by Mariah Hicks

It was the year of 1979 on a day that was normal to many. But for 33-year-old Walter Delbridge, it was pivotal. Under the smooth jazz of John Coltrane and Charles Mingus, Walter fell into a heightened mental state. His mind took him somewhere he didn’t know he could go. 

From there, art came about.

Walter describes the day as an emotional trip. 

“I felt a slight feeling, and into my mind came a few words. I started writing those words,” Walter said. “When I finished after eight hours of this spell, I had produced 133 pages of poetry.”

This work came to be known as “Isolation and Intellect.”

Walter Delbridge is a well-known poet who has dealt with the experiences of various diagnoses, such as schizophrenia, manic depressive psychosis, bipolar disorder, depressive disorder, anxiety-prone personality, and schizoaffective disorder depressive type. 

His existence in the world is through writing, which has helped him live in a world that is often beyond his understanding. Words alone have powerfully shaped his experience and his narrative.

Walter’s childhood helped to shape his inspiration for writing. At 13 years old, he found his niche for pen and paper. He describes his younger self as someone who was deeply in touch with nature and the world, as someone who held a curiosity about life that prompted him to create and experiment. 

Walter carried that curiosity well into his adulthood. The writing of “Isolation and Intellect” itself spurred his curiosity about the world he lived in. At the time, the poems were something more than Walter could understand.

“I had to grow up to my own manuscript,” he said. “It was like my consciousness was a 40-watt bulb, and as each year went by, the wattage increased, and then I had a deeper understanding of what I had written in that certain period.”

Sometime before Walter experienced his first breakdown, he was attending a high school where the student population was predominantly white. The world at the time was straining under the weight of the Vietnam War, the Civil Rights Movement, and racial inequality.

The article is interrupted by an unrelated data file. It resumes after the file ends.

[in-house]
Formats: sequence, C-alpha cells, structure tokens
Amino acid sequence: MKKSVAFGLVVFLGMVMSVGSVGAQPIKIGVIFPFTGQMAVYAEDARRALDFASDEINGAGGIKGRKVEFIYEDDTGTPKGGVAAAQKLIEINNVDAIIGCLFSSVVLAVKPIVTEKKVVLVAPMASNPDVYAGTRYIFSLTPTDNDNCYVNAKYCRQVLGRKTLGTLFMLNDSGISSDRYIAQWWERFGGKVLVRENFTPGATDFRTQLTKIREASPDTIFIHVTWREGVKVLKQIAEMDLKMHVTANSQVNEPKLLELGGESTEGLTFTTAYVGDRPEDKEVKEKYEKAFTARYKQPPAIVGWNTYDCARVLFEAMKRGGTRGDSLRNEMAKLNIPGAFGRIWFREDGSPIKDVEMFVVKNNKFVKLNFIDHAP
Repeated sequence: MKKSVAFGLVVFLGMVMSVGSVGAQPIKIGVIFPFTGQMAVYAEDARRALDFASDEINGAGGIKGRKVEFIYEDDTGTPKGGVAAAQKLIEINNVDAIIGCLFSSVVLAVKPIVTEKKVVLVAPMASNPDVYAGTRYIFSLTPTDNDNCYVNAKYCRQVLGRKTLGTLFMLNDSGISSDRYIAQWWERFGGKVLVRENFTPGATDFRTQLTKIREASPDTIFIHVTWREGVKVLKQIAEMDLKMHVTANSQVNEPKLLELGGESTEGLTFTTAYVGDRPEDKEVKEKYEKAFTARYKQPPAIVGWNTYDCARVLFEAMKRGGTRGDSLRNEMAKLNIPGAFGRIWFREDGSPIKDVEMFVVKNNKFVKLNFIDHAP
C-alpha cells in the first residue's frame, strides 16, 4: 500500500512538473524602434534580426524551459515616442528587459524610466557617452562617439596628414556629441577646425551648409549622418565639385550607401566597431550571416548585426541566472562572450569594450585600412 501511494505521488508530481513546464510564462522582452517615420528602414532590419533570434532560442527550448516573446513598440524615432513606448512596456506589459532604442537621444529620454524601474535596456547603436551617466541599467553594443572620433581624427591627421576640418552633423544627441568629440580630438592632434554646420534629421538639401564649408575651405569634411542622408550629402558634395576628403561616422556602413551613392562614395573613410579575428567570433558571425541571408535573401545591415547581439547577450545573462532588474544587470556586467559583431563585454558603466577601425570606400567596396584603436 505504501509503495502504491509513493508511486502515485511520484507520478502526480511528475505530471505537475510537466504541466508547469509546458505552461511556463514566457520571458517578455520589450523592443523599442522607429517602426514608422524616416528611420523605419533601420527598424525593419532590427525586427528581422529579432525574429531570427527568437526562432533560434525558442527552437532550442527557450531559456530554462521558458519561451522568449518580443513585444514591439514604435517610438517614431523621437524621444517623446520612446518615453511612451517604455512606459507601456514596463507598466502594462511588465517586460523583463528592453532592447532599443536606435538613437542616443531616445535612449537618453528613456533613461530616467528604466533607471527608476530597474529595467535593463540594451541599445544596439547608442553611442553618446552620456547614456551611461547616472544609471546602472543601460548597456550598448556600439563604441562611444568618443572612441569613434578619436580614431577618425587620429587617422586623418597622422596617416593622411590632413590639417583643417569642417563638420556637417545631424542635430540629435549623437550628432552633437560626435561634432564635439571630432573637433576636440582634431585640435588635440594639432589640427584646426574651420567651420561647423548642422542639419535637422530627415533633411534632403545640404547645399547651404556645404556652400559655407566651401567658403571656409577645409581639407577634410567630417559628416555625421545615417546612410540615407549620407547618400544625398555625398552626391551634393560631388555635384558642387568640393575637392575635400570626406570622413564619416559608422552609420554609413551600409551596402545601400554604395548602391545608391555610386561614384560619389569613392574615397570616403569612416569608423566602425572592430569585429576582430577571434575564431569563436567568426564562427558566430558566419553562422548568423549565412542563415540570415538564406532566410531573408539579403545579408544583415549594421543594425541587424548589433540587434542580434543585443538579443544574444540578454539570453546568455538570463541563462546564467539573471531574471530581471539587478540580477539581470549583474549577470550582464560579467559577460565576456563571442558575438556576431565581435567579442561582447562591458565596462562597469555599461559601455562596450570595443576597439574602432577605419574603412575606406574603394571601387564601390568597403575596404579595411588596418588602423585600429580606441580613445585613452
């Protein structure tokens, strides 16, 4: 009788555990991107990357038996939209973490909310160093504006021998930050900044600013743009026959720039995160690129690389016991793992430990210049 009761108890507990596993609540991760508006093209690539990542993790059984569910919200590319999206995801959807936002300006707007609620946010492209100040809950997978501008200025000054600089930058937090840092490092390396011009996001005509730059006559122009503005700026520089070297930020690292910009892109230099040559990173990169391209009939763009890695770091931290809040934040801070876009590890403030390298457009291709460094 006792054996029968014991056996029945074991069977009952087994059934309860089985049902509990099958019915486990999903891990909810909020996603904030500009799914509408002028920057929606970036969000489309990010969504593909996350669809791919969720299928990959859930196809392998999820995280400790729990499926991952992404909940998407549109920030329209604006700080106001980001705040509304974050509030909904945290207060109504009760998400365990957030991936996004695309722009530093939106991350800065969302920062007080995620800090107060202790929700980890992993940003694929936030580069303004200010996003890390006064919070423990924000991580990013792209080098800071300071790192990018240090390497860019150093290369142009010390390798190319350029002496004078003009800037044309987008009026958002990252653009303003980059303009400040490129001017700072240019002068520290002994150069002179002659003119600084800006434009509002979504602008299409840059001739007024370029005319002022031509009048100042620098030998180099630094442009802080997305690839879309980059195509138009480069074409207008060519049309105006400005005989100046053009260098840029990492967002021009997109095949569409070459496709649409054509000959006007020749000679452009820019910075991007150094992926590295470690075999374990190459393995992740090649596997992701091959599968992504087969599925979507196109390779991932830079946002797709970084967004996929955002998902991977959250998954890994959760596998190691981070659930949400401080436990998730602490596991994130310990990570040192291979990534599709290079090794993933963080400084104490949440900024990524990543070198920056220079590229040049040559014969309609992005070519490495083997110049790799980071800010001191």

“Being caught in the middle of all these disturbances disturbed me, and I suffered through it,” Walter said. “I was broken in a lot of ways by the conflicts raging in society. I had to have mental health treatment, and that treatment over the years helped me integrate my real self from the spared, broken parts going in different directions.”

Walter described himself as having been a loner in his youth, something which contributed to his social distance as an adult. He found himself so affected by the harsh realities of everyday life that he divided himself from it. 

“Most of my living was inward. Instead of translating all of my impulses and my desires outwards, I lived a more imaginative life within myself,” Walter said. “The insecure, broken person I was at that time was not my true self. That was the self that was battered and beaten by life.”

Living a reserved life took Walter through many emotional stages, something he describes as having been tainted by fear and anguish. The making of “Isolation and Intellect” opened him up to a completely different level of himself and a new way of living. Weeks after its creation, Walter touched up certain poems and had a secretary type up the manuscript. Because he couldn’t fully comprehend what he had written, Walter kept the manuscript to himself for years before sharing it with the world in 2016.

“The emotions that I didn’t fully express in everyday life came to me during that writing, and I found out over the years that I am more like that manuscript now than I was back then,” Walter said. “That poetry showed me the genesis of a new being.”

To this day, with Walter living in Akron, writing still plays a significant part in his life. From dealing with the emotions of human life, he has found a way to tap in and experience life intensely.

“My own writing seems to be a kind of response to delusion, sensation, conflict, periods of serenity, levels above the everyday stream of things,” Walter said. “All these things become a part of the verbal network of sketching out human life.”

Walter will be reading some of his work accompanied by a jazz band on October 25 at EJ Thomas Hall. He was requested by performing guest, Theron Brown, who will be showcasing his jazz trio as well.

Mariah Hicks is a recent graduate of Kent State University. 

Photo used with permission from Kate Tucker, who is working on a film about Walter’s life called “Comeback Evolution.”

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